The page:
He then linked out to his concise Medium post about the meaning behind the recent protests across America, the importance of voting to change the criminal justice system and police practices, and the resources needed to carry out concrete action, the latter of which included New Era of Public Safety: An Advocacy Toolkit for Fair, Safe, and Effective Community Policing that was developed by the Leadership Conference on Civil and Human Rights and “based on the work of the Task Force on 21st Century Policing that I formed when I was in the White House,” Obama wrote.
Singer Hayley Kiyoko shared the nation’s former leader’s post and acknowledged him for his current authority. “Thank you Mr. President . Thank you for being a true leader,” she wrote on Twitter. Obama also posted excerpts of his note on Instagram, which Kevin Abstract, Louis Tomlinson and more artists liked.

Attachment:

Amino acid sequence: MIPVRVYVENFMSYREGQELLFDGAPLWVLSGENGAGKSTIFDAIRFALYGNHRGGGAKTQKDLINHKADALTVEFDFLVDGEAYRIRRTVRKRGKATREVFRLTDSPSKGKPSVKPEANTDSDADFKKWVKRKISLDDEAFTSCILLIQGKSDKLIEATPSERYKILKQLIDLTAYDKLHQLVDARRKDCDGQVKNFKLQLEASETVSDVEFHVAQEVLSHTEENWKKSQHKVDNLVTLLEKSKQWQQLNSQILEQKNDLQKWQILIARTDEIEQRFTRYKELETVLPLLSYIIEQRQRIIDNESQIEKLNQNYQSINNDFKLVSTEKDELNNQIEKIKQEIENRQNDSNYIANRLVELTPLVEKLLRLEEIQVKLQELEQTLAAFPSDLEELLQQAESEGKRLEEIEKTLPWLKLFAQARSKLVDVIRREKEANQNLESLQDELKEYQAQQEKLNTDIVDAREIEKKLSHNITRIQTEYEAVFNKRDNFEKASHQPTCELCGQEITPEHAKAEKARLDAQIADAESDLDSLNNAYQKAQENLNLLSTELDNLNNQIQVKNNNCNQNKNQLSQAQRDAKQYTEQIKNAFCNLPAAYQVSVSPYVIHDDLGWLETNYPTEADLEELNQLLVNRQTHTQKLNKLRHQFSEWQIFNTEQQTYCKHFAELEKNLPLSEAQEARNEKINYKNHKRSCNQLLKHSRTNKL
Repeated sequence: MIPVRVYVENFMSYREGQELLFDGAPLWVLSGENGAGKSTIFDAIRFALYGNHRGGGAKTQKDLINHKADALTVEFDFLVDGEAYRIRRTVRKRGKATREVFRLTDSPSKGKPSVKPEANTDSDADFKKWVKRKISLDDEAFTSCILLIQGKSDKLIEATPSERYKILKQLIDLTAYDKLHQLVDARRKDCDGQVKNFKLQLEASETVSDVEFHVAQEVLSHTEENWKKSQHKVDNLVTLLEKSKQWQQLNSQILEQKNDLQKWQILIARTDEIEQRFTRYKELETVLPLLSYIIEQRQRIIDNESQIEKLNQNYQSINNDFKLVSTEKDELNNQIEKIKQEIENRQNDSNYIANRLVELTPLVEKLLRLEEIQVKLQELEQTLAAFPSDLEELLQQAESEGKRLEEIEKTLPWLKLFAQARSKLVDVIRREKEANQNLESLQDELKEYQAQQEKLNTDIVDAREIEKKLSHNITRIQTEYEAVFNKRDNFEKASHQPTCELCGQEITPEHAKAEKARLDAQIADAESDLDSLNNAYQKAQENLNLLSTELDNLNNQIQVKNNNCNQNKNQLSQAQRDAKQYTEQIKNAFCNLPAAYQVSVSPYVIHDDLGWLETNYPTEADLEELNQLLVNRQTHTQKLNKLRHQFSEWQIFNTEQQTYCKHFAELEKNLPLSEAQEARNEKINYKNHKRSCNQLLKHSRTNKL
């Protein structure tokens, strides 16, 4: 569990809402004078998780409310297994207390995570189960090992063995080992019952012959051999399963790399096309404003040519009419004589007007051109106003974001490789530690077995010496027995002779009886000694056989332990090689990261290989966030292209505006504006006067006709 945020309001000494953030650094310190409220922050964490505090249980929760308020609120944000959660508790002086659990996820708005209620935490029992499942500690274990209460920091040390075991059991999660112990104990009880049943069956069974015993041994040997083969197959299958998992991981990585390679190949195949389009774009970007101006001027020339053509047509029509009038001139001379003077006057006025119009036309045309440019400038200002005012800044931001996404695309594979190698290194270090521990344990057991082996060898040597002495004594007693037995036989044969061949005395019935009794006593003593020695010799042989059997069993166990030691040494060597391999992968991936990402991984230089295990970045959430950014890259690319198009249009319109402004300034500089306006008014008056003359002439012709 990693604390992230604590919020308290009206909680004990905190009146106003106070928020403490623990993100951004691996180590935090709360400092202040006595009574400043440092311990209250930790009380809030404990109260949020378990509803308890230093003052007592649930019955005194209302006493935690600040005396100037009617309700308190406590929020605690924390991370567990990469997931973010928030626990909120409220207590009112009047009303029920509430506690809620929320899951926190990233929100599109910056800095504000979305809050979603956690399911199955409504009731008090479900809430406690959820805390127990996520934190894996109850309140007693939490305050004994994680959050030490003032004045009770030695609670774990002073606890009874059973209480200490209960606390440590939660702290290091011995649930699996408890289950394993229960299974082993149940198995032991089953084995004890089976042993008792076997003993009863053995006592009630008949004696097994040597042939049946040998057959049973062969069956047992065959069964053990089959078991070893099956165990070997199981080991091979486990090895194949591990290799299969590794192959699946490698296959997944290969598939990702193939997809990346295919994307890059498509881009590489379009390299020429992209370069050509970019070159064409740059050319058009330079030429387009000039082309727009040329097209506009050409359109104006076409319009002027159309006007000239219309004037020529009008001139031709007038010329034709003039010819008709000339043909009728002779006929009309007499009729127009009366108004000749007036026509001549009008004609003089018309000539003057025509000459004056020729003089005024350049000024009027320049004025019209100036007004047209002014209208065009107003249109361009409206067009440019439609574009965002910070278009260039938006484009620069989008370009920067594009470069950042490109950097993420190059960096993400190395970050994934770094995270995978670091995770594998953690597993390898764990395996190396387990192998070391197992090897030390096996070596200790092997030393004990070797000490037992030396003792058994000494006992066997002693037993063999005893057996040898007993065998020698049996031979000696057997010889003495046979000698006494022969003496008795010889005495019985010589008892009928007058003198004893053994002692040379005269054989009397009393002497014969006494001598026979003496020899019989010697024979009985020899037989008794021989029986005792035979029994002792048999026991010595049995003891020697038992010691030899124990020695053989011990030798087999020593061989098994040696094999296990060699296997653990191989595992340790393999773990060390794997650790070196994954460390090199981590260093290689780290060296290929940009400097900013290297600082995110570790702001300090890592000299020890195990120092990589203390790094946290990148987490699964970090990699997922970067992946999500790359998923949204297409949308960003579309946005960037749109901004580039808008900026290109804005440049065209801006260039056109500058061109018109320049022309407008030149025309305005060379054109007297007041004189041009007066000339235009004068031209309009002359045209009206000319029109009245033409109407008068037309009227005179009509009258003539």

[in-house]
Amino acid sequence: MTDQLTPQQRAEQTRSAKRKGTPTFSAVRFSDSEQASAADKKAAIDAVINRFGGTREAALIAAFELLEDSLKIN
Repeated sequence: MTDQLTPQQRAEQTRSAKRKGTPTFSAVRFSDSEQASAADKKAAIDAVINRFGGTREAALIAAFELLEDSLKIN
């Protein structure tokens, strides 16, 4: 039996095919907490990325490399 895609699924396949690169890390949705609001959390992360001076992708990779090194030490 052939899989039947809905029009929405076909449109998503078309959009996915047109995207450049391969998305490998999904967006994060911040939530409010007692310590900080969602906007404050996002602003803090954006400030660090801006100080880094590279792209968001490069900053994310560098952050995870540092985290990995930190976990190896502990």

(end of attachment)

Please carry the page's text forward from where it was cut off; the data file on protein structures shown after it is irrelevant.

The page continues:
See Kiyoko’s reaction below.
When the concert business shut down in mid-March, Bobby Garza abruptly shifted from putting on live events to tearing them down — his company, Austin-based Forefront Networks, had to cancel the California food-and-music festival Yountville Live later that month, and massive productions like December’s Trail of Lights in Austin are in question, too. In early April, his life changed even more dramatically: Forefront furloughed 30% of its staff, including him.
As part of Billboard’s efforts to best cover the coronavirus pandemic and its impacts on the music industry, we will be speaking with Garza, a 43-year-old Forefront creative team leader who used to be general manager of festival producer Transmission Events, each week to chronicle his experience throughout the crisis. (Read last week’s installments here and see the full series here.)
You’ve spent your time in quarantine talking to people in the concert business, with Music Cities Together and other groups. How would you describe your colleagues’ moods these days?